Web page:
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Tender at the Bone: Growing Up at the Table by Ruth Reichl

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Reviews about this book

  • Gastronomy

    I fell in love with Reichl after reading Garlic and Sapphires. And with Tender at the Bone, my admiration grows even deeper.

    Full review
  • ISBN 10 1299066062
  • ISBN 13 9781299066069
  • Published May 10 2014
  • Format eBook
  • Page Count 282
  • Language English
  • Countries United States
  • Publisher Random House
  • Imprint Random House

Publishers Text

For better or worse, almost all of us grow up at the table. It is in this setting that Ruth Reichl's brilliantly written memoir takes its form. For, at a very early age, Reichl discovered that "food could be a way of making sense of the world . . . if you watched people as they ate, you could find out who they were."

Tender at the Bone is the story of a life determined, enhanced, and defined in equal measure by unforgettable people, the love of tales well told, and a passion for food. In other words, the stuff of the best literature. The journey begins with Reichl's mother, the notorious food-poisoner known for-evermore as the Queen of Mold, and moves on to the fabled Mrs. Peavey, onetime Baltimore socialite millionaress, who, for a brief but poignant moment, was retained as the Reichls' maid. Then we are introduced to Monsieur du Croix, the gourmand, who so understood and yet was awed by this prodigious child at his dinner table that when he introduced Ruth to the soufflé, he could only exclaim, "What a pleasure to watch a child eat her first soufflé!" Then, fast-forward to the politically correct table set in Berkeley in the 1970s, and the food revolution that Ruth watched and participated in as organic became the norm. But this sampling doesn't do this character-rich book justice. After all, this is just a taste.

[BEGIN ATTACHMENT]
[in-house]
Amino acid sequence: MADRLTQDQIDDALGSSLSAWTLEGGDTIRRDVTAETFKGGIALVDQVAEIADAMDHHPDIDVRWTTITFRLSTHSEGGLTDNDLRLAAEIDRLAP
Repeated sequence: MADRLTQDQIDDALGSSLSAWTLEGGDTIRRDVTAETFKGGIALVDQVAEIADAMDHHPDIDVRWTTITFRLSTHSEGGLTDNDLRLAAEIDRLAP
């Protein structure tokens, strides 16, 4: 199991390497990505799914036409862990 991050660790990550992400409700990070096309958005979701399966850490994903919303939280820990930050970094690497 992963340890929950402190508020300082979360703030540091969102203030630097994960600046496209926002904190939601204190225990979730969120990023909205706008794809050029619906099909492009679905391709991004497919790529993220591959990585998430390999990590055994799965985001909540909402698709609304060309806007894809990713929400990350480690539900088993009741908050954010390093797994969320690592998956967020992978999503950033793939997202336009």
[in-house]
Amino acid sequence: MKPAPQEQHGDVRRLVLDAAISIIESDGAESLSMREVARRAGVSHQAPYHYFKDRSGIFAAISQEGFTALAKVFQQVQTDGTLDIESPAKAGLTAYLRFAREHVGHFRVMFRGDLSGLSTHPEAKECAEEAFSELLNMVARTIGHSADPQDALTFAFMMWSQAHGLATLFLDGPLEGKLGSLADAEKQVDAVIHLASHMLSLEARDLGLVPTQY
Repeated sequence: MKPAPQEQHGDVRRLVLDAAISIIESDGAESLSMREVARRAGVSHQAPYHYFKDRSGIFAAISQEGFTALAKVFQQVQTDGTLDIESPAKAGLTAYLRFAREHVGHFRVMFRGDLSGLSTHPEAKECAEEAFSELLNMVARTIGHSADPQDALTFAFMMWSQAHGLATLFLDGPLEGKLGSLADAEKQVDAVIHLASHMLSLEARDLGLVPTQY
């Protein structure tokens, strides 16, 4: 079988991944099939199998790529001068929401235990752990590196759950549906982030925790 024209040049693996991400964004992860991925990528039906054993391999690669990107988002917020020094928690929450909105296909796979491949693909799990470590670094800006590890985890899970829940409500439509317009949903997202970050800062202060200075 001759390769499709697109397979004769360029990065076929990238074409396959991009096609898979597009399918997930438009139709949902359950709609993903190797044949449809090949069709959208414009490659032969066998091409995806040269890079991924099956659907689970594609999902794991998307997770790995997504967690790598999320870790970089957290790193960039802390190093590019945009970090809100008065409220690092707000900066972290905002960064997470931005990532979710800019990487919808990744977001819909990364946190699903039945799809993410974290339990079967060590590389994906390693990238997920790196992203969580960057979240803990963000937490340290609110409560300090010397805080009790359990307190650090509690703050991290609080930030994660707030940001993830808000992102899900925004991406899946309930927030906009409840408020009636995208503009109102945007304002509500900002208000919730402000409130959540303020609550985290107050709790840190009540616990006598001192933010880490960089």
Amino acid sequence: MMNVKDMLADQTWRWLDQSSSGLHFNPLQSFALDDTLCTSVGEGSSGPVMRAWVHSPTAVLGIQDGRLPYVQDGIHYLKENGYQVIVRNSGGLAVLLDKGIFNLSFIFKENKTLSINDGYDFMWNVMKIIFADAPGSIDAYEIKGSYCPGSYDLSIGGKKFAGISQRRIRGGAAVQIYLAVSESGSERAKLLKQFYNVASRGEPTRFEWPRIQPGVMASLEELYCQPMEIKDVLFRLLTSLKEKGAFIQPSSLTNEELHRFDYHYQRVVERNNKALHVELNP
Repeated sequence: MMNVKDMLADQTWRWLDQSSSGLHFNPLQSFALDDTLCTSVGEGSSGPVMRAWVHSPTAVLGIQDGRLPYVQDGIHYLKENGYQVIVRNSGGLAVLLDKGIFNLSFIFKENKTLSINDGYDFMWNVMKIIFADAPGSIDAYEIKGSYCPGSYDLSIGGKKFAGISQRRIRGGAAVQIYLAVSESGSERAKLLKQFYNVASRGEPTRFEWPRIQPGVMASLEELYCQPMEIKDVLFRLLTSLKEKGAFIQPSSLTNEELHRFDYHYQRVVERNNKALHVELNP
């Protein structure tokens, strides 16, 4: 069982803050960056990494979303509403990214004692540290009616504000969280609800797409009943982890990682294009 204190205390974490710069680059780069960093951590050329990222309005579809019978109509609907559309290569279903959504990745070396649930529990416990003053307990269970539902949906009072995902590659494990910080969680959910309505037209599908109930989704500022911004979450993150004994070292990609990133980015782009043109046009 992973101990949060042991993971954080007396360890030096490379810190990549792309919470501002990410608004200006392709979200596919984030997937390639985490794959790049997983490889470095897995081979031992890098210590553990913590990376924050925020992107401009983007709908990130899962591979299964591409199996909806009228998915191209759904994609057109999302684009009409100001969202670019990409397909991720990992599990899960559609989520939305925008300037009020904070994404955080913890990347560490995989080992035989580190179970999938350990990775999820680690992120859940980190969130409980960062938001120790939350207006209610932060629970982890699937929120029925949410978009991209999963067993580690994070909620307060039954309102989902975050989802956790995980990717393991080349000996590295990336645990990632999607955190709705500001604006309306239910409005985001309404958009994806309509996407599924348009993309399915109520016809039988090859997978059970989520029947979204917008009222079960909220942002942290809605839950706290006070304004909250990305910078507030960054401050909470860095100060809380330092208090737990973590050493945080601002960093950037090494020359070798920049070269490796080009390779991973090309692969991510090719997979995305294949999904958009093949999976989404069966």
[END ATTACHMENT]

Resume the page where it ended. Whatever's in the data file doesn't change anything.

Tender at the Bone is a remembrance of Ruth Reichl's childhood into young adulthood, redolent with the atmosphere, good humor, and angst of a sensualist coming-of-age.



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